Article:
Planning your Pardot implementation

14 July, 2016 | Marketing Automation

Beginning the journey towards implementing marketing automation technology is exciting and, as with all things new, contains a few unknowns. Here at LavaBox we've been around the Pardot block a few times and have some useful suggestions to help you plan for your implementation.

What do I want to achieve?

Pardot is an immensely powerful tool lending itself to almost endless applications, so deciding where to start can be daunting. Here's a few suggestions to get you off the mark:

  • Lead generation - building landing pages, Pardot forms, A/B testing etc
  • Lead qualification - scoring, grading, progressive profiling
  • Lead management - segmentation, lead assignment, Lead nurture, CRM integration.
  • Email Marketing - building emails, nurture campaigns, email personalisation, A/B testing
  • Sales Intelligence - sales enablement, one-to-one emails, Salesforce engage
  • ROI Reporting - closed loop reporting, email reporting, customer lifecycle reporting

Tackling all of these in at once could be biting off more than you can chew. Instead prioritise the 2-3 most important to your organisation then work your way through them accordingly.

Where in the customer lifecycle should I focus on?

Your customers are all on a journey. Every business's customer lifecycle is different, but generally a typical customer journey can be broken down into:

  • Researching - learning about their problem by consuming educational content
  • Short listing - deciding on potential providers, making enquiries, having initial sales conversations
  • Selecting - choosing between alternatives by viewing case studies, checking references, reviewing proposals and technical data
  • Experiencing - becoming a customer, learning to use the solution, reviewing and referring
  • Upgrading - buying additional products or services
  • Leaving - back to researching

Ask yourself the question, "If I could move a customers from one stage of their journey to the next, where would I see the strongest commercial win?" Then decide on two priority campaigns that focus on different areas of the customer lifecyce for your initial implementation.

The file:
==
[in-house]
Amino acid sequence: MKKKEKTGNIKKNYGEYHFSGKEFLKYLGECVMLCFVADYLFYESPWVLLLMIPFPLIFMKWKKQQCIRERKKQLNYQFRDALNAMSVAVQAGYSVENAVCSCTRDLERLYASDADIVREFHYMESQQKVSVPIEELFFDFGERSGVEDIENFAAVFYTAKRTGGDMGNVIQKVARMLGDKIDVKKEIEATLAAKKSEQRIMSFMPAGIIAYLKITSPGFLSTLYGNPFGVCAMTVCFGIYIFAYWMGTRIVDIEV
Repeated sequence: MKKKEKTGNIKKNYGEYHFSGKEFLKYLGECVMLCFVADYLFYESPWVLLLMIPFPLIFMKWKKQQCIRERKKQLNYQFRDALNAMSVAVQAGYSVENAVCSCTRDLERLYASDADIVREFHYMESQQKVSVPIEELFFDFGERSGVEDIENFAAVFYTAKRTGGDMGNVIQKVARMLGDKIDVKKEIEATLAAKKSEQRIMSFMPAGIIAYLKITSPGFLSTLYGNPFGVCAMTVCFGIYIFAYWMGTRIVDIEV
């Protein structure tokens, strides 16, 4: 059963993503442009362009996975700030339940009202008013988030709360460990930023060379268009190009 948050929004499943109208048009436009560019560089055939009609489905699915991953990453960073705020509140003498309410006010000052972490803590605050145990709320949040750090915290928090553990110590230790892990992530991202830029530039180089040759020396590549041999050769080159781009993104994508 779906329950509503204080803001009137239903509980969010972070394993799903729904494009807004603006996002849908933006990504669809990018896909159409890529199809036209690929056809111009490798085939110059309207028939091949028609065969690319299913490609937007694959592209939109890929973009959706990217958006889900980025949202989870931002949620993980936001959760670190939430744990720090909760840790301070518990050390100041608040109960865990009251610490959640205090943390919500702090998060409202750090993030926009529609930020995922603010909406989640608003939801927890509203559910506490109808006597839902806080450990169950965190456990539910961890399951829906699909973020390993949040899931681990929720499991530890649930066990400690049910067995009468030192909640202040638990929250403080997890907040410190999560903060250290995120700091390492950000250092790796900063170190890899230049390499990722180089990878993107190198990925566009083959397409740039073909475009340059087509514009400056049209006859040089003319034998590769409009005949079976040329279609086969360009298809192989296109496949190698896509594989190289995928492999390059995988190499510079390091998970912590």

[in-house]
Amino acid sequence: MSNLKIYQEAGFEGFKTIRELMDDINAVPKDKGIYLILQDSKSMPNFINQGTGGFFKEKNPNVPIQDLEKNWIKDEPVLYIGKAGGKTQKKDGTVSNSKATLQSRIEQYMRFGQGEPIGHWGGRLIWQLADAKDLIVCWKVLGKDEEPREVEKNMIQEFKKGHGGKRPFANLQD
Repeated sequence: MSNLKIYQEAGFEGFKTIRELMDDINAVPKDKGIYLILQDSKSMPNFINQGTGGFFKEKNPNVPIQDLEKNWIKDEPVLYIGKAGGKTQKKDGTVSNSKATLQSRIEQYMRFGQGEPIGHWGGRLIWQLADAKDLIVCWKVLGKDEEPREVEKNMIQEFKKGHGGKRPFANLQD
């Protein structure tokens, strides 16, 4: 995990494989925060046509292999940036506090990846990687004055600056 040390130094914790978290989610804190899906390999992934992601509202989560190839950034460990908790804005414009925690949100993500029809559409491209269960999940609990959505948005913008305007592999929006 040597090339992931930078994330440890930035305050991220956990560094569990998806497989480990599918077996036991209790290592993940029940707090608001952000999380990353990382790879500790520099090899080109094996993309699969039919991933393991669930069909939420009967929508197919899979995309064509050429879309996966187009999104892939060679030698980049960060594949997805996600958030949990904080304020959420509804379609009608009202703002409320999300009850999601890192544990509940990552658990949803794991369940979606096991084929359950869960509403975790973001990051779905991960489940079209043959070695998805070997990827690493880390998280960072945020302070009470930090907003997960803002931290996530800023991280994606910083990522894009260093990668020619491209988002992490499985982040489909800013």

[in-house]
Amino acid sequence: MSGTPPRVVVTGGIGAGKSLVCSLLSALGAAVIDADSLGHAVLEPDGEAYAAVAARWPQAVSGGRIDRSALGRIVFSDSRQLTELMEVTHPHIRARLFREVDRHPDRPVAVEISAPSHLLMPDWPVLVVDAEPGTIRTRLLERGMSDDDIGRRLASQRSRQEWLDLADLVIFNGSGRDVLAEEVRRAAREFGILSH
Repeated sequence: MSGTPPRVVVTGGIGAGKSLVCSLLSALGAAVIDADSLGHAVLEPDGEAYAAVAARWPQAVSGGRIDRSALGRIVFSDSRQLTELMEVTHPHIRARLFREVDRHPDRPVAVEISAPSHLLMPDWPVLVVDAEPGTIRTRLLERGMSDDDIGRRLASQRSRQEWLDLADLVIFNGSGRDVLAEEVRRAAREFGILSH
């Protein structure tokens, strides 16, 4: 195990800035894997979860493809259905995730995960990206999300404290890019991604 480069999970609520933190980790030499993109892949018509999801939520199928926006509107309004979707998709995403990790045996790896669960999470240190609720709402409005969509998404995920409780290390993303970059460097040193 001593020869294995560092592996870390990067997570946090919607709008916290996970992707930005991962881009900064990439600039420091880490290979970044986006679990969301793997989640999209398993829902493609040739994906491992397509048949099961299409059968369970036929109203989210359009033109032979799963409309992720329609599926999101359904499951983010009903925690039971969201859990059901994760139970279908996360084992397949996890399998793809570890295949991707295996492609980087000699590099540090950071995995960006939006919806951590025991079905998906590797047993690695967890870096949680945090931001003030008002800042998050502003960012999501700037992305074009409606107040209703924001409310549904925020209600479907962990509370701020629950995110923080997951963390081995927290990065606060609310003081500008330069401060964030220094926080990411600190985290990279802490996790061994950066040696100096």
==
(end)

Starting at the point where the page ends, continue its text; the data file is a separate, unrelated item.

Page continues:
Example: If you focused on the "researching" stage, you'd be developing a campaign that captured the details of early stage researchers in return for a key piece of educational content. This would then flow into a drip campaign to nurture them until they're ready to move to the "shortlisting" stage and speak with a salesperson.

Who should I involve?

Pardot really is a collaboration of marketing and sales. It provides the opportunity for marketing and sales teams to work much closer together than they once would have.

While being a relatively easy software product to use, it does require some technical knowledge initially to ensure your systems collaborate and operate efficiently.

Consider including the following people through-out your implementation:

  • Marketing team - Generally, the marketing manager will lead the implementation, however other members of the marketing team who are responsible for executing digital campaigns can also be involved.
  • Sales leader - Sales teams often look at Pardot as a marketer tool only. Realistically it gives "marketing power" to the sales team by allowing marketers to design campaigns that support the sales process. It's not always possible to have a sales leader present for the duration of your implementation, so ensure you find the time to consult together understand their sales processes and what they want marketing to deliver.
  • Salesforce admin - If you do not have one in-house, ensure you have the technical guidance to connect Pardot to Salesforce and get the two systems talking effectively.

What content will I need?

Firstly, what do you already have? One of Pardot's strengths is recycling existing content that once would have died on the vine.

Engage your sales team by getting their perspective on what kinds of content would help address their customers' buying considerations. This is also a good chance to ensure you understand their sales process from end-to-end. There's no use developing marketing automation that doesn't enhance the customer's buying experience and help reps close deals.

Review historical marketing assets and cherry-pick content that is still relevant and can be re-used or re-tooled easily. To get you underway consider any existing:

  • Sales collateral
  • Video content
  • Newsletter content
  • Blogs
  • Case studies/testimonials/Project portfolio
  • Landing pages
  • Social media content
  • Whitepapers
  • Infographics
  • Webinar recordings

One final aspect to consider, is that all content doesn't have to be proprietary. Helpful content that's been developed by third parties can be distributed throughout your campaigns e.g. a relvant industry article from a major news site.

How much time will I have to allocate to Pardot?

Pardot Quick Starts run for 8 weeks total and during that time our weekly sessions will cover as much as you need. At the conclusion of each session, your Pardot consultant will assign some key objectives to work on and complete before the next session.

The actual time investment required will vary depending on your objectives. It's always recommended to consider not only your availability but that of your team's also. As a rough guide between 10 - 30 hours per week is a good amount of time to invest in the technical implementation. New content should be briefed in as early as possible to your creative team, and can be slotted into campaigns when ready.